The pain still resides deep inside us, just now we have a very good reason to not expose it. The fear of judgment or condemnation.

If addiction is an emotional reaction that manifests itself physically it makes sense to at least entertain the idea that we need to heal from it in the same way.

In the 6 years that I’ve worked with recovering addicts the one thing that most of us them are not missing is a realization that they don’t want to be viewing porn. They get that. What separates those who find freedom and those that continue to make the same vows to quit every couple of weeks, is that some aren’t afraid to delve deeper into the emotional pain that is driving everything.

The question is, are we willing to admit what we’ve been doing hasn’t worked?

As Christians this is a big deal and here’s why. One of the things that Jesus came to transform was how we deal with “sin”. Instead of it being about controlling our behavior, it became about something deep within us.

This was obviously uncomfortable for many who focused so intently on following the Law to the iota.

Take, what I believe is one of the most misunderstood sections of Jesus teachings. When Jesus says that lusting over someone is as good as adultery, He’s breaking down the notion that if I just don’t sleep with someone outside of my spouse then I’m good. Not cheating on your spouse is obviously a good thing but if you still desire something so much that it takes over your life, it’s still not allowing you to live fully or freely.

Jesus teaching.jpg

It still controls you.

Most of us have read and understood this part of Jesus teachings to then assume He is saying if we even so much as look at another person in a lustful way we’re a cheater.

This teaching has only caused more shame and driven this subconscious lie that we hold onto in the Christian church that finding someone sexually attractive who you’re not married to, is wrong.

But I don’t think this is Jesus’ point. In fact I think that is to completely miss the point.

Instead I think He is showing us that by simply avoiding the physical act of cheating, we can still be trapped and miserable. It’s not even really about sex. It’s about the demanding and stifling nature of pursuing something so badly that it creates  an immeasurable amount of stress and chaos and heartbreak in your life.

Of course, if you’re married, this lust could have far more devastating effects than if you’re not.

Yet, Jesus point here is pretty simple. He wants us to live fully connected to ourselves and to God and to the world around us. Lust, as we love to call it becomes something that takes over our lives. Whether it’s over another person or money, or stature or accolades or being desired.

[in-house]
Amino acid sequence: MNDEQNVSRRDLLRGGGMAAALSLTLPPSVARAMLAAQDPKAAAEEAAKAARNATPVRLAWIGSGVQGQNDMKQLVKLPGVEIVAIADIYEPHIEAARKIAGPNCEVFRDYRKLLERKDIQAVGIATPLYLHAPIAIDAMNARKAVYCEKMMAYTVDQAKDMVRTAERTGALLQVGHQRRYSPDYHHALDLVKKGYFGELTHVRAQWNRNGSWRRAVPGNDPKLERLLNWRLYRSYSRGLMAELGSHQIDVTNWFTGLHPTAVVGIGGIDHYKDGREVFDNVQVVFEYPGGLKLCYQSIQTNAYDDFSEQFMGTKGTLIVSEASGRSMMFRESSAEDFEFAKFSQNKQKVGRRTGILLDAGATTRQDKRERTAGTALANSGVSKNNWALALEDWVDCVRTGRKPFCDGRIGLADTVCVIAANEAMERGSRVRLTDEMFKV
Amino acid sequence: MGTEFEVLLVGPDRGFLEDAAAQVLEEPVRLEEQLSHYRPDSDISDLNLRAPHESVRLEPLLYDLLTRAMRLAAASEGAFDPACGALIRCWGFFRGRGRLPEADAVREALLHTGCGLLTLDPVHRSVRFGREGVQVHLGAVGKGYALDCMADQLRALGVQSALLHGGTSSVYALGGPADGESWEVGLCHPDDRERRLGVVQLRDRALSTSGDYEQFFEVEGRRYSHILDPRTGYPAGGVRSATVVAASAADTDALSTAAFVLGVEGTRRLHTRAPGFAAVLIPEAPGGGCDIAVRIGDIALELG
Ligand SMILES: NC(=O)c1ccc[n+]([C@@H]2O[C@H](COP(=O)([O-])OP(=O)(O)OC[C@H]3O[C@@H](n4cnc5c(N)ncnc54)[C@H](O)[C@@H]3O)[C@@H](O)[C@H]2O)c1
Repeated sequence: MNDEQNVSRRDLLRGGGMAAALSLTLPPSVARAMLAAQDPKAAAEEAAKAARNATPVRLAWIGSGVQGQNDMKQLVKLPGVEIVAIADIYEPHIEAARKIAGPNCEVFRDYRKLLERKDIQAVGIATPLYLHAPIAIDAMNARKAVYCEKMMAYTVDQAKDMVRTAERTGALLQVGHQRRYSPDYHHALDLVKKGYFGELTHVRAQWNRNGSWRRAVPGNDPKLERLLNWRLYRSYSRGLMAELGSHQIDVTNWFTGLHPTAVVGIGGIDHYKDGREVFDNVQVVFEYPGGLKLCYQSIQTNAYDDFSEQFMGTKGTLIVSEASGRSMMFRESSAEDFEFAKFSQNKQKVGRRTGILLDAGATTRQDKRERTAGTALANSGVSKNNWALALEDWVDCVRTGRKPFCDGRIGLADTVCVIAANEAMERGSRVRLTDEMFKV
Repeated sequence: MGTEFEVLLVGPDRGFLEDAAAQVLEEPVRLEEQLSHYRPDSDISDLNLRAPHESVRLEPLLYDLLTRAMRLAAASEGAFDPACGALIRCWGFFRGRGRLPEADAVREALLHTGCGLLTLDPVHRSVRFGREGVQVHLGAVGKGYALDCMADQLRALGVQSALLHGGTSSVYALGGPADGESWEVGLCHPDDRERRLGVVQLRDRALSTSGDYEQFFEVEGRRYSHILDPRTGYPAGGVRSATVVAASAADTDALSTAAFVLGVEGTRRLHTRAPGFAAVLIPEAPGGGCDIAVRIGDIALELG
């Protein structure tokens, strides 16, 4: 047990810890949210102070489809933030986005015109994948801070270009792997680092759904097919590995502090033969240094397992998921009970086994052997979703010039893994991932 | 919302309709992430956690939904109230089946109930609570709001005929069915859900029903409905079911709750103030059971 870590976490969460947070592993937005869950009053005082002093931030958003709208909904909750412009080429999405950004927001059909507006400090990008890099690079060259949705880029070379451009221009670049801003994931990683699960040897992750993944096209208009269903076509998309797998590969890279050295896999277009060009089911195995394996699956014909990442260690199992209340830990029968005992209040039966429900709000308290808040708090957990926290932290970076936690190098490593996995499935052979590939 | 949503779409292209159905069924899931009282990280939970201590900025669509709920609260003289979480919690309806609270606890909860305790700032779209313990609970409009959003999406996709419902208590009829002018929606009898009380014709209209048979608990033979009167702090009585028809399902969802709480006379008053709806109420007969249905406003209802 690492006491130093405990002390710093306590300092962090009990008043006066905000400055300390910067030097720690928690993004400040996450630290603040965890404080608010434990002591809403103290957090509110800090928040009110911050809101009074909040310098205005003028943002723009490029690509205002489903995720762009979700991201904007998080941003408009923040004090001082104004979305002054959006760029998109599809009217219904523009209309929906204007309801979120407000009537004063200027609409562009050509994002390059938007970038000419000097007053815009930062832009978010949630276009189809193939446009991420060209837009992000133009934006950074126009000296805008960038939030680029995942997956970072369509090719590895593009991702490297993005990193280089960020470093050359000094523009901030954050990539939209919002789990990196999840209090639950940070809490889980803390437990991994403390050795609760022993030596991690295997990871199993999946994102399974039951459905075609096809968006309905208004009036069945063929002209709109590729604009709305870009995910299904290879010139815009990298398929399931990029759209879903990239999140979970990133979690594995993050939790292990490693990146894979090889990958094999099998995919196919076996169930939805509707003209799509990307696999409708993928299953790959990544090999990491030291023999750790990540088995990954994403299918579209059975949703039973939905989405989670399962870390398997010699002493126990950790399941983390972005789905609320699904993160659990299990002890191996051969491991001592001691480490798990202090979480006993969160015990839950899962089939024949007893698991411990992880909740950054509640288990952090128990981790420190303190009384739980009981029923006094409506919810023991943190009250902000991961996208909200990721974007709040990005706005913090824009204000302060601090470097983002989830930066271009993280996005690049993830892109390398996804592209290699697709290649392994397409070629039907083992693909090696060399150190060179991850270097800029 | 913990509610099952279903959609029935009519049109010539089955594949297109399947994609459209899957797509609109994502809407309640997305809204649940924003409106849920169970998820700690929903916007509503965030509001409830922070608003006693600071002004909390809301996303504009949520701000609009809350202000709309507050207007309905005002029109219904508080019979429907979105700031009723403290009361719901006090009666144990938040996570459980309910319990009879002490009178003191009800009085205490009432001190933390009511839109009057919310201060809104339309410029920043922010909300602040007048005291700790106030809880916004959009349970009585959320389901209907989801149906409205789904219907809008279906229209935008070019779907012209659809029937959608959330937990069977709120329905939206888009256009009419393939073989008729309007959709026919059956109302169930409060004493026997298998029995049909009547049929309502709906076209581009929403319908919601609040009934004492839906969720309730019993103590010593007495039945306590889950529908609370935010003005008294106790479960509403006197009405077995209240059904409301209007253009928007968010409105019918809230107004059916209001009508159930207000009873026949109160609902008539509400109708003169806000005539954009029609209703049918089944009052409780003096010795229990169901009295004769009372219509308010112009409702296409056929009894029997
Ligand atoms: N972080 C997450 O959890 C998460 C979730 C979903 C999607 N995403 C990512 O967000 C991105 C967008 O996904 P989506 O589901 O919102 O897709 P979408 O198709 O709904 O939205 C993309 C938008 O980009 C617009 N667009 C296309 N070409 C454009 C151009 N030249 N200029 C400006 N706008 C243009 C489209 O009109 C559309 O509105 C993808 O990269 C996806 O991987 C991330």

These can all become medications for something much deeper.

So back to the crutch of everything.

As a church we’ve failed each other by focusing too much on tools that simply offer just more ways to try and control behavior. Install software, read your Bible more and pray more fervently. Even accountability can get in the way. If you’re struggling to stop one behavior why do you think you can easily pick up another one. Ironically, the need to control behavior is simply another way of looking good to others which you’ve guessed it, is just another type of medication.

So if logic and the idea that porn is “wrong” isn’t helpful then we need to go back to our bodies.

That is where we are creating the division within ourselves that we are medicating and so it is to there that we must go to heal.

Our triggers are the things that point us in the direction of where we need healing. They are not themselves the thing that needs healing.

Next time you want to medicate, sit for a minute, breath and locate that space in the pit of your stomach that is aching. Find where the anger is causing you to feel broken. Feel the sadness that you’ve been ignoring most of your life. Take that and instead of numbing it, open it up to the Spirit to work on. There is no need to be afraid because you are not alone. There is no need to feel ashamed because you are already redeemed.

If you want to stop porn and you’ve been dealing with it for a long time, I’ve got some bad news for you. What you’re doing is not working at all. The good news of course is, what you’re doing is not working at all.

Good news because it means we can be open to a new way of thinking and a new way of healing.

Heal emotionally and you will find a freedom you never thought possible.

Time to get to work.

___________________

Ok now before we end it there, I get that at this point many of you will be asking, “Is that it?!”

That’s a fair question because even for all the shift away from trying to “reason” or persuade ourselves away from porn, there are actual “tools” that we need to employ. But remember that using the tools are not the goal here. Below I’ve made a list of some of the resources that have deeply helped me on this journey and I hope and pray that they do the same for you.

First off, most of everything I wrote about here comes from the experiences of my friends Seth and David Taylor. You can purchase their book “Feels Like Redemption” here. They lay out many of the tools that I’ve used on this journey and have acted as a rough blueprint for my healing.

Seth also offers one on one coaching which I promise will be one of the best decisions you make.

Also, I can’t recommend meditation and mindfulness enough. These are going to be close allies on this journey to healing. My personal favorite guides are The Liturgists, but there are plenty more you can find.

And last but not least the book “The Tools” has given me a new insight into how we do need to do a bit of work here and how to keep going when you feel like giving up.

Start here and you’ll be well on your way.

And maybe most important of all.

Enjoy your journey.